Elevated food bowls (May need to change that one as opinions are now changing!)
Rapid Eating
Too much water directly before, or after, meals
The list is long! Some studies show a hereditary effect from a first degree relative and stress is also thought to be a factor. Certain medical conditions also increase the risk as well as the X-factor – the unknown or idiopathic.

So what are the symptoms?
Again the list is long but the most common and obvious signs to watch out for:
Quiet, unusual behaviour
Restless and appears uncomfortable
Usually refuses food, not on the agenda for many RR’s I suspect!
Abdomen appears full
May try to retch or vomit, typically unproductively
Shallow panting/rapid breathing
Abdomen becomes grossly enlarged and when tapped is like a drum
Ultimately the dog will collapse, feet and ears will feel cold (shock) and the gums may cease to be a healthy pink

Don’t let it get this far… if you suspect Bloat, call your Vet immediately and be prepared to transport the patient to make sure help is at hand including a heavy blanket or something that can be used as a stretcher if required.

This is where every animal owner should be familiar with their veterinary practice’s arrangements for emergencies, particularly for out of hours cover, although you should await instructions before setting off. In the meantime avoid unnecessary cooling and try to give the patient room to stretch out. If possible take someone to help and remain contactable.

Bloat often occurs within two hours of feeding, more at night than day, symptoms progress over 1-2 hours and early intervention improves prognosis so as a rule of thumb: veterinary attention within one hour of significant symptoms is suggested.

Once you reach the vet, as time is critical, it is important to assess the situation and plan. Diagnostic tests may be required: X-ray, blood tests and Ultra Sound Scanning.

One of the most important things, as an animal owner, is to choose a Vet that you like, respect and trust. One where you can ask questions (there’s no such thing as a stupid question!!) and strive for a mutually respectful relationship where you can work together in the interests of your beloved pets. (Oh am I a lucky girl here!). This will help you make a decision, sometimes a difficult one, as treatment may not always be the best option but failure to treat or euthanase a true GDV is a serious welfare issue.

Having said this – if dealt with promptly the prognosis for GDV is generally fair to good.
Treatment Objectives should be:
Decompress the Stomach
Correct the Rotation
Maintain Circulation
Identify and remove necrotic (dead) tissue
Fix/staple stomach in correct location (gastropexy) to avoid recurrence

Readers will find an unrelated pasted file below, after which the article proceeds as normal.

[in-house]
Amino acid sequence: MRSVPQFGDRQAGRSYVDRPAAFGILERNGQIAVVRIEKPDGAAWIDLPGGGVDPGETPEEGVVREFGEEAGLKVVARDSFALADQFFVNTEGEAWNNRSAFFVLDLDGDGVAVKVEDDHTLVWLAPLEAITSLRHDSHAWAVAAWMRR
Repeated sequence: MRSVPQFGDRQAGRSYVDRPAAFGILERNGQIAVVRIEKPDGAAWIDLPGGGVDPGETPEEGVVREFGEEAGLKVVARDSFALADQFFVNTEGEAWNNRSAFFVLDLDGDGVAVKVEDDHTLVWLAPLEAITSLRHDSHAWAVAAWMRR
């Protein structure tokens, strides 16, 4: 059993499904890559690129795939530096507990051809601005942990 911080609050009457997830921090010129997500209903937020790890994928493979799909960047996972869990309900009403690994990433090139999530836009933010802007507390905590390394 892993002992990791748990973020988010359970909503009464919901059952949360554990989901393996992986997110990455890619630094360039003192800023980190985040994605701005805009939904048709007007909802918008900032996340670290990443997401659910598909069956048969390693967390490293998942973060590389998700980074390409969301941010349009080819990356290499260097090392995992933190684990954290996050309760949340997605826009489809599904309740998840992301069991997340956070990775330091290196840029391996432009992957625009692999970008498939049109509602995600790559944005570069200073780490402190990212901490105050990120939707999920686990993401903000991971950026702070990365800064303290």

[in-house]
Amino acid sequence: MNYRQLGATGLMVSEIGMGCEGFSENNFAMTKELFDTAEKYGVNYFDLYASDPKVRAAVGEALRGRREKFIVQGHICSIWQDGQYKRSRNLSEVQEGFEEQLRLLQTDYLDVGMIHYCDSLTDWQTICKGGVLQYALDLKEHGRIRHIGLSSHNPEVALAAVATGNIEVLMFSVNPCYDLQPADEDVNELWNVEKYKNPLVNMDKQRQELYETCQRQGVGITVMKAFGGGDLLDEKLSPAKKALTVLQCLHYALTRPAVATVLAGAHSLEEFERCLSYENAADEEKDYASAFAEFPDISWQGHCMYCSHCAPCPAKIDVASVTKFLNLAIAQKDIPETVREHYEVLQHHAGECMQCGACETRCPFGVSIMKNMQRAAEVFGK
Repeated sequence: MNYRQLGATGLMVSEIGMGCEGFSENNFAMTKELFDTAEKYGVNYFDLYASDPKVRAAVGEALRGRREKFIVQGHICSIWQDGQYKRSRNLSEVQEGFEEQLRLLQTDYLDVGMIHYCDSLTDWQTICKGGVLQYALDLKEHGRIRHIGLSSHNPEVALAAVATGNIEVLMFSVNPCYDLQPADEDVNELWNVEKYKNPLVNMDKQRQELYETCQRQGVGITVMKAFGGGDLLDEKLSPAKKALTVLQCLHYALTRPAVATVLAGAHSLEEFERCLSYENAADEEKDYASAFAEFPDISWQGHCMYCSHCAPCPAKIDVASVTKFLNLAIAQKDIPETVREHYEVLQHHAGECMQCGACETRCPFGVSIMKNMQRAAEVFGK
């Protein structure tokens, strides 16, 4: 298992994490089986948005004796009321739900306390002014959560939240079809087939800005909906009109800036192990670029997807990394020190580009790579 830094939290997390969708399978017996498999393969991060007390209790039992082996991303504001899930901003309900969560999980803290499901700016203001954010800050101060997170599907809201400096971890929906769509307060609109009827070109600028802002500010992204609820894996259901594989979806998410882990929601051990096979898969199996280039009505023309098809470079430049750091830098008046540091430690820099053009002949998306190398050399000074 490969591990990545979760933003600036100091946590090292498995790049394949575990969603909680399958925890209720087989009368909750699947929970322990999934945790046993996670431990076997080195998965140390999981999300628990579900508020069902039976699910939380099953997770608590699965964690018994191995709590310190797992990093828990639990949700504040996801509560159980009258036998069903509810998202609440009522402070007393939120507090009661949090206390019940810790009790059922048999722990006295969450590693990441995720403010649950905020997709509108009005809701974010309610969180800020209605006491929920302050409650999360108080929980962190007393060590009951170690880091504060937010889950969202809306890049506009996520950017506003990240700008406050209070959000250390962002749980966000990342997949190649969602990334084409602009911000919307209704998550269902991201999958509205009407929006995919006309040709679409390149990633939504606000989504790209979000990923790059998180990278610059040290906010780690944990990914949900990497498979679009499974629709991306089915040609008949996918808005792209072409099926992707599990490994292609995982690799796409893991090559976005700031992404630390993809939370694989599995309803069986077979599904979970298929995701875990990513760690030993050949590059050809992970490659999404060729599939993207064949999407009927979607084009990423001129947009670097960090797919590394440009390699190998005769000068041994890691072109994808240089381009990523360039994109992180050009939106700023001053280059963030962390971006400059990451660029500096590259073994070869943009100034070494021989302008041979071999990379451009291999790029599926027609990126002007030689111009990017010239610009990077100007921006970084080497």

Provide Post-Operative care

The outcome is always uncertain but probabilities can be estimated depending on the duration of the symptoms and the severity of the clinical signs.

Blood Lactate levels <6 are better, Blood Lactate levels >6 are worse.
Plasma Lactate concentration as a predictor of gastric necrosis and survival among dogs with gastric dilatation – volvulus: 102 cases (1995-1998)
de Papp E, Drobatz KJ, Hughes D
J AM Vet Med Assoc 1999 July 1;215(1):49-52
From the above study, lactate can give some indication of whether gastric necrosis has occurred and gastric necrosis is a reasonable indicator of outcome. If NO gastric necrosis has occurred dogs had a greater than 90% survival rate. Even WITH some degree of gastric necrosis there was a 66% survival rate.
In broad terms it would usually be appropriate to initiate treatment and make decisions when more information is available.

Behind the scenes you would expect:
Fluids – first and fast
Possibly X-ray
Decompress if possible (intubation)
Whether, or not, decompression is successful, often the best course of action is a Laparotomy (investigative abdominal surgery) followed by appropriate action.

All dogs treated surgically for GDV should have a gastropexy
Approximately 40% of dogs require partial or complete splenectomy (spleen removal) this and gastropexy are made easier by stapling (and you thought that was just for paper but please don’t try the domestic variety!)
Approximately 10% of dogs require partial gastrectomy (stomach removal)

Survival rates can be as high as 90% but may be, predictably, much lower. Fortunately Bloat is not all that common – Wendover Heights, with circa 10 small animal vets, state they may have approximately one case per month.

I sincerely hope that few of us will ever have the experience of Bloat but should it occur, or you suspect it at any time, I trust that this synopsis will have been helpful.

Thank you
Elena Jeffery


If you are on FACEBOOK there are a couple of really good groups you may wish to join to get further information and share your experiences.  One is Tails of Bloat, and the other is Canine Bloat Awareness.